• The waiting was the difficult part. The waiting, not knowing. Like any new parents, Jacob and Stacey deGrom stayed up deep into the night caring for him. It was not until early the next morning that the deGroms realized something was wrong with Jaxon, when Stacey's sister, a respiratory therapist, noticed the child's skin turning blue.  Trained to spot this type of condition, Stacey's sister woke the baby up and his normal color returned.

    The deGroms spent most of that early morning fretting over Jaxon, monitoring him, making sure nothing happened again. But it did keep happening, every time Jaxon slept. By around 6:30 a.m., exhausted, the parents relented to placing the new baby in the hospital's Natal Intensive Care Unit, where nurses could monitor him full-time. Thus began the waiting.

    "It definitely scared us," deGrom said, opening up weeks later about the frightening time in his life. "You don't really know what's going on. You're waiting 24 hours for one test and 48 for another test, and the whole time you're just thinking, 'Oh, please, let nothing serious be wrong.'"

    Under any circumstances, deGrom's first Father's Day as a dad would be an apt time for him to reflect and give thanks for the birth of his son. Jaxon's apnea condition, and the fear and confusion that engulfed deGrom at the time, only makes Stacey and him appreciate their growing family ever more.

    In the days that followed Jaxon's entry into the NICU, deGrom spent sleepless nights on a hospital bed. "Especially for somebody who's 6-foot-4, you don't really fit on them too well," he laughed. They did everything he could to soften a situation out of his control. Also rehabbing a minor lat injury at the time, deGrom left his home in DeLand, Fla., several times per week around 7:00 a.m. to make a two-hour drive down to Port St. Lucie. There, he would throw bullpen sessions in front of Mets staffers, climb back into his car, and return to Stacey and Jaxon. It took five consecutive issue-free days for doctors to release Jaxon from the hospital.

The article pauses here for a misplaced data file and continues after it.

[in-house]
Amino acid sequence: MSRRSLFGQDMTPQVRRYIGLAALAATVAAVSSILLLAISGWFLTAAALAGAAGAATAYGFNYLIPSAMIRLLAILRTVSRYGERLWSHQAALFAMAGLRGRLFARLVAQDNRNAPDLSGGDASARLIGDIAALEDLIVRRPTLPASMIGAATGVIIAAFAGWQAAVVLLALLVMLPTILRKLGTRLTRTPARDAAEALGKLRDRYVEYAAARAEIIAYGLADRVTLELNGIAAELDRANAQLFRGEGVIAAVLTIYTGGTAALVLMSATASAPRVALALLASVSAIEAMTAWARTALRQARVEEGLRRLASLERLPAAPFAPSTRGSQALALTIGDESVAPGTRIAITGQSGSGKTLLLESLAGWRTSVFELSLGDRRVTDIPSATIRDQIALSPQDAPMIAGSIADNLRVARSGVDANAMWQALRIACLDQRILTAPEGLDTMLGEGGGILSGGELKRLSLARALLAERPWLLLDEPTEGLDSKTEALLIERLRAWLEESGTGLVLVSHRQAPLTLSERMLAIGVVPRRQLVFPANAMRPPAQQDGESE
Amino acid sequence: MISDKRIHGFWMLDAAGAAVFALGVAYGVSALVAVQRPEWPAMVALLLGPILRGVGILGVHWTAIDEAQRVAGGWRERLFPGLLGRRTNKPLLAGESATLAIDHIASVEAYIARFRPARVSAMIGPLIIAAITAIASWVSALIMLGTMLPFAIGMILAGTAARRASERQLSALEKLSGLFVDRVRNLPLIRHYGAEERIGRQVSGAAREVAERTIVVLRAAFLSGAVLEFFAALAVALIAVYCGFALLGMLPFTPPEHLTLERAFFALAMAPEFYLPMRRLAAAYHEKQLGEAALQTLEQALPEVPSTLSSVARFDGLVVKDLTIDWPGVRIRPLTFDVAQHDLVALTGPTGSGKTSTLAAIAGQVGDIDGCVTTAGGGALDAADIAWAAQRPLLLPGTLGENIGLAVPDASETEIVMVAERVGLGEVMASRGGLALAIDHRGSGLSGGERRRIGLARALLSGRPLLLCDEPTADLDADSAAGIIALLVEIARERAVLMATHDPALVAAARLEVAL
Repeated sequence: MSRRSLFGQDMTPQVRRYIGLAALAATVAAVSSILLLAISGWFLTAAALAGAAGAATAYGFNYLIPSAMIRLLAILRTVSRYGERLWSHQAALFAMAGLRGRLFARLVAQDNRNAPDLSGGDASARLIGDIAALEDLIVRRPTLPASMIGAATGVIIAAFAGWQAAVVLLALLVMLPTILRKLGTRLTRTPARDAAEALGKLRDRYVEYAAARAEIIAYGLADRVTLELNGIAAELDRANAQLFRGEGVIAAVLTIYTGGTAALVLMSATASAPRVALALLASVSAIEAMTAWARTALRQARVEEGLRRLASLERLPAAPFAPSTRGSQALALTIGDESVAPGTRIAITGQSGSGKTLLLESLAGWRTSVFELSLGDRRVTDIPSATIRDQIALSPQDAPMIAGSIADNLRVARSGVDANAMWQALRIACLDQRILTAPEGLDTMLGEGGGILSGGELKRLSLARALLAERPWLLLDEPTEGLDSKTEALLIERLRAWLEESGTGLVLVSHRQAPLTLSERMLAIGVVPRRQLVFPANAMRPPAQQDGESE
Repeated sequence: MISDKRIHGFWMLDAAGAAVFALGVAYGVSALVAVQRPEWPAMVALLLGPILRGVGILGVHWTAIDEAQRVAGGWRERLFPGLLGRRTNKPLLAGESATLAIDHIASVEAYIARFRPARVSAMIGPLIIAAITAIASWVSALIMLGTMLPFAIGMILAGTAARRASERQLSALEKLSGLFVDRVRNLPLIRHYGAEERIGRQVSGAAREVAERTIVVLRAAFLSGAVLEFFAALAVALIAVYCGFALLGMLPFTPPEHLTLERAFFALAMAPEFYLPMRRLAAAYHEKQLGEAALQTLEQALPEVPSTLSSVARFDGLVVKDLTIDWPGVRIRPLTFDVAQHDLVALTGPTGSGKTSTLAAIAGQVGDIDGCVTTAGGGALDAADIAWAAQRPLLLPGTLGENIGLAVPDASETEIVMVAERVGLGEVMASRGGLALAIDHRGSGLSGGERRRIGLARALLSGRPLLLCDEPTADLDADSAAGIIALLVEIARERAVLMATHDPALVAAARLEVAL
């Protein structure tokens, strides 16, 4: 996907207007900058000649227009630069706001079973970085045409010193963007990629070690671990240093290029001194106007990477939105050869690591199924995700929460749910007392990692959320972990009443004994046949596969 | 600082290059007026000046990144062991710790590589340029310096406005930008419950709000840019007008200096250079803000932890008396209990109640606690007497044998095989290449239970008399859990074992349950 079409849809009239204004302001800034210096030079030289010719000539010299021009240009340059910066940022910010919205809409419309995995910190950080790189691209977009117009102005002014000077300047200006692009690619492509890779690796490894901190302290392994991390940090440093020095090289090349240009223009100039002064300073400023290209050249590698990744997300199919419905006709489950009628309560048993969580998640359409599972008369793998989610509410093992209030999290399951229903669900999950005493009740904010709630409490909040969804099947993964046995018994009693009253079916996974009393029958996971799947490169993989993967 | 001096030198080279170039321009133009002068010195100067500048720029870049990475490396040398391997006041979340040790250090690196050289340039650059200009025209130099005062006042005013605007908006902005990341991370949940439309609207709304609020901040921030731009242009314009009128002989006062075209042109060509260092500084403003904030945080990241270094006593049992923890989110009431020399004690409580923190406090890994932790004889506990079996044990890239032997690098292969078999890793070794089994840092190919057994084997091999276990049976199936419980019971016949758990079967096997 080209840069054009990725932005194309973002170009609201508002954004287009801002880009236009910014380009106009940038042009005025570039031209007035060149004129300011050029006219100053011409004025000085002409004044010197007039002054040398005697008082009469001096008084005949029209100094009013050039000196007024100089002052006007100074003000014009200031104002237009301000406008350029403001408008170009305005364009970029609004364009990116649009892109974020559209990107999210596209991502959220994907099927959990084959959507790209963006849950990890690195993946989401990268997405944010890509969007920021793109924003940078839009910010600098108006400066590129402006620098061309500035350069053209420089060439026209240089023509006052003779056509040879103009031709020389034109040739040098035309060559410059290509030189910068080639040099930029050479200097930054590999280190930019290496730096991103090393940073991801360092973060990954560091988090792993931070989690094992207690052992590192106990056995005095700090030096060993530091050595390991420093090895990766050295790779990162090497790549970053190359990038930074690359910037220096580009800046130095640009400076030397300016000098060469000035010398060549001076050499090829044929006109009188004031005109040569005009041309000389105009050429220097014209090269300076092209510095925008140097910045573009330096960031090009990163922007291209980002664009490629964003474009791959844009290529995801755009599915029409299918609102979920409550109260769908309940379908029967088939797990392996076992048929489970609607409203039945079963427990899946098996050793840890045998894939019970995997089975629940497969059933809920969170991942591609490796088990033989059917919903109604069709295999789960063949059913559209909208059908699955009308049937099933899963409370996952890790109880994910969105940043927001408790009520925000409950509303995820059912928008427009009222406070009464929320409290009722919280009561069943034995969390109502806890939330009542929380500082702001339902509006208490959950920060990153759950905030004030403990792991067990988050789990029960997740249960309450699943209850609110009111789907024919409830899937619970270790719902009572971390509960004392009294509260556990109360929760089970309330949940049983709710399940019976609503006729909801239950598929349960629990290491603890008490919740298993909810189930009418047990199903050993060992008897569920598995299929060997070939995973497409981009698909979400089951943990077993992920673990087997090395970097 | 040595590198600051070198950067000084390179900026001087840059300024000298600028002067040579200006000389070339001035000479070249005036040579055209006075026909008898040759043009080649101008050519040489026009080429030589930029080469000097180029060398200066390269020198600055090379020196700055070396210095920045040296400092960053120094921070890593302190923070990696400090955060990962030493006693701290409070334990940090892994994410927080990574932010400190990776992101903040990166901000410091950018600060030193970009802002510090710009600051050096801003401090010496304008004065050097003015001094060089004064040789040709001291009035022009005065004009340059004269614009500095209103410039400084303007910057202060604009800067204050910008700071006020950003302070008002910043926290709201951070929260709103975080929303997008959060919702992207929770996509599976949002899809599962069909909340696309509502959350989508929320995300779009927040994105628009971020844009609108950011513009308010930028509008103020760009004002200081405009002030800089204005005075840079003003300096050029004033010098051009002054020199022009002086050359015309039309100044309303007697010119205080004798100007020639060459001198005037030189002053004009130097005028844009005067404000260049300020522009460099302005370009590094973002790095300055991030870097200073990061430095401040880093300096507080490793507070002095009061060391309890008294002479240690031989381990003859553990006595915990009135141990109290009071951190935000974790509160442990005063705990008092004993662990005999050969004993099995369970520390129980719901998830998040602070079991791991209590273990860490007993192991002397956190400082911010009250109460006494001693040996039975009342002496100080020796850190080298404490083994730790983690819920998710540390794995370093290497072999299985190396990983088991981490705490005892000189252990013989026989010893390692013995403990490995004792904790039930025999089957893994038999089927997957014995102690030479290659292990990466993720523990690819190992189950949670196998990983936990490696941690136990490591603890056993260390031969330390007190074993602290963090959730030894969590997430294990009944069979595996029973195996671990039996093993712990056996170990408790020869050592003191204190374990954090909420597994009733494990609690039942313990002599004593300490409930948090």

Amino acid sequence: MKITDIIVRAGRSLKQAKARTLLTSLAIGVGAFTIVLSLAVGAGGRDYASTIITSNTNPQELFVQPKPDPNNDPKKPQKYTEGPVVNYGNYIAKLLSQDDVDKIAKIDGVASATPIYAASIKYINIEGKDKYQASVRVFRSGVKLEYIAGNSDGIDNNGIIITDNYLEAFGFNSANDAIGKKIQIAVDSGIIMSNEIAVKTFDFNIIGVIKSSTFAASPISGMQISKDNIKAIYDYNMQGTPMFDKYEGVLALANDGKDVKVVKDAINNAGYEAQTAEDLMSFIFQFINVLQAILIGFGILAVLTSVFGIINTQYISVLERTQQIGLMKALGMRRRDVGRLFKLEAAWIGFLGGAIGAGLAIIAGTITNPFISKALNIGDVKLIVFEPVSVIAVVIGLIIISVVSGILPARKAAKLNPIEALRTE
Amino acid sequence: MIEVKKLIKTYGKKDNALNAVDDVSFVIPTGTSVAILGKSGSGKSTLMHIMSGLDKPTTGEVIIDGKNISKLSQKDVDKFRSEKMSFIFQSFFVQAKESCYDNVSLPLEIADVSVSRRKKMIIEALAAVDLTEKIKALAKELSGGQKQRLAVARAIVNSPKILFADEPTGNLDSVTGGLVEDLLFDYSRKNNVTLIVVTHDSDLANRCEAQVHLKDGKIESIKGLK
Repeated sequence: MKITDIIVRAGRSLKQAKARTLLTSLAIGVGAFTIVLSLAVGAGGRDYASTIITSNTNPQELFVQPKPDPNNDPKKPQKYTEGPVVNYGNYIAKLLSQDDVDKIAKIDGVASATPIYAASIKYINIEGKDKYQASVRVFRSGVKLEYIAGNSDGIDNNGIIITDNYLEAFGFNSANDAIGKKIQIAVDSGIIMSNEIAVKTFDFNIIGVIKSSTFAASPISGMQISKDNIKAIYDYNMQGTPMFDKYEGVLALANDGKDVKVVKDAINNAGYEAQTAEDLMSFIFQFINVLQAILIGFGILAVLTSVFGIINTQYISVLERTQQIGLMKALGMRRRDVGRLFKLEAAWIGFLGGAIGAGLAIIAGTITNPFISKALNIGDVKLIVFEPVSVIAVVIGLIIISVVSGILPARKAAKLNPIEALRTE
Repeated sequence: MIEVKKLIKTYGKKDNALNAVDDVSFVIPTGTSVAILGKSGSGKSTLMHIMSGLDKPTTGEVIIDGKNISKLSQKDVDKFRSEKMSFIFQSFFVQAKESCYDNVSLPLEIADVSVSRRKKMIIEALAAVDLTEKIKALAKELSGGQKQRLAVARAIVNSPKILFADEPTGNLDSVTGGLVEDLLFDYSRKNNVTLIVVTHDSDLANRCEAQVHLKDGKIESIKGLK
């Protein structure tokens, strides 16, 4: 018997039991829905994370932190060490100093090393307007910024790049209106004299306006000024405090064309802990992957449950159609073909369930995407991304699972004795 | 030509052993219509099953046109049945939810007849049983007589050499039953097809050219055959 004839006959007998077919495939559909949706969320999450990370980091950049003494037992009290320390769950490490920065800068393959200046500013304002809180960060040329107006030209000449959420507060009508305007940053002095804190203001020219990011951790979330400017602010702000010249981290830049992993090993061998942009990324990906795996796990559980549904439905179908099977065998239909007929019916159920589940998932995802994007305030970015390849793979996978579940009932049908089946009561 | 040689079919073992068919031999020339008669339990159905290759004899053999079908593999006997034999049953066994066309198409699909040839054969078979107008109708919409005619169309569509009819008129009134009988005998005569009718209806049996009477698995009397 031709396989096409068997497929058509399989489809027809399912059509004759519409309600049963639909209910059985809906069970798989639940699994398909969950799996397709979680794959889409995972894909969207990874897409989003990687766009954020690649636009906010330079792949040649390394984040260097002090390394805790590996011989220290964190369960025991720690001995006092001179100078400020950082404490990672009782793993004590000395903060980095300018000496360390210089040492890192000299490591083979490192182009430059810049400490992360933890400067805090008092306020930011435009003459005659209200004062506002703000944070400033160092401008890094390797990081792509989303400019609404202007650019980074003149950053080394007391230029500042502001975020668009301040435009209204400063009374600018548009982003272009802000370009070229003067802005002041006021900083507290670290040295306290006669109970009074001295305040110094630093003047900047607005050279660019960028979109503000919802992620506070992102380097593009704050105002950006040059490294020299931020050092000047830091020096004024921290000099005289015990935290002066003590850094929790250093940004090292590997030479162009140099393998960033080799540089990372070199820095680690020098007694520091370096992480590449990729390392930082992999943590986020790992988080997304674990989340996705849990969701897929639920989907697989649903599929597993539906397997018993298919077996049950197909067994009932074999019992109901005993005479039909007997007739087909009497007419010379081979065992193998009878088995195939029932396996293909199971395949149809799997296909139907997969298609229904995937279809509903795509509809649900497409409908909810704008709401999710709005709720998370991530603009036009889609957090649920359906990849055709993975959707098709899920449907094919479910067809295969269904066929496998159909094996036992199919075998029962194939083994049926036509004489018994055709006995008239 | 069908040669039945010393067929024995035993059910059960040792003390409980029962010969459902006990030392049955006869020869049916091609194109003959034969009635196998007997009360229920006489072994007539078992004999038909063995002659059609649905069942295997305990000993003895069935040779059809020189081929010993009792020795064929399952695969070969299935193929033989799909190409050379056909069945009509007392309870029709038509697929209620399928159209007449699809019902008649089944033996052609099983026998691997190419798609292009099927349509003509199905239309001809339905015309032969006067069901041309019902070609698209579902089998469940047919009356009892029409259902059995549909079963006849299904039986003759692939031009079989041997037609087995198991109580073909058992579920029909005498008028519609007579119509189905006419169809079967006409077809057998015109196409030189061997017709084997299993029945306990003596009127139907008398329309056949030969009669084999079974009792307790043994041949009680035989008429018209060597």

"It was nice to have my family there," deGrom said. "Stacey did an unbelievable job. She was probably better together than I was through the whole thing."  

    Now more than two months old, Jaxon is the one commuting regularly, from Florida to New York City. When the Mets are on a long road trip, Stacey and Jaxon travel to DeLand, where family members can help care for the baby. When the Mets are home, the growing family, including a puppy named Pixie, reunites in New York.

    Jaxon has begun making noises at all hours, thrilling the deGroms with his development. Jake took a cell phone video of Jaxon floating in a pool, thrashing his legs, smiling the whole time. He smiles a lot these days.

    "I think it really puts things in perspective," deGrom said. "No matter how good or bad you do on the field, you go home and you've got a baby there. Especially from what I've heard when they get older, it doesn't matter how you do, they're there and they're happy to see you. We play this game for fun. Just on the bad days, it makes it that much better to go home and see your child there."  (DiComo - MLB.com - 6/16/16)

  • June 18, 2017: deGrom hit his first Major League home run on Father's Day.

  • July 2018: deGrom was selected to play in the MLB All-Star game. deGrom was one strike away from collecting the second perfect inning of his All-Star career. Unfortunately, he needed to get that strike against Mike Trout.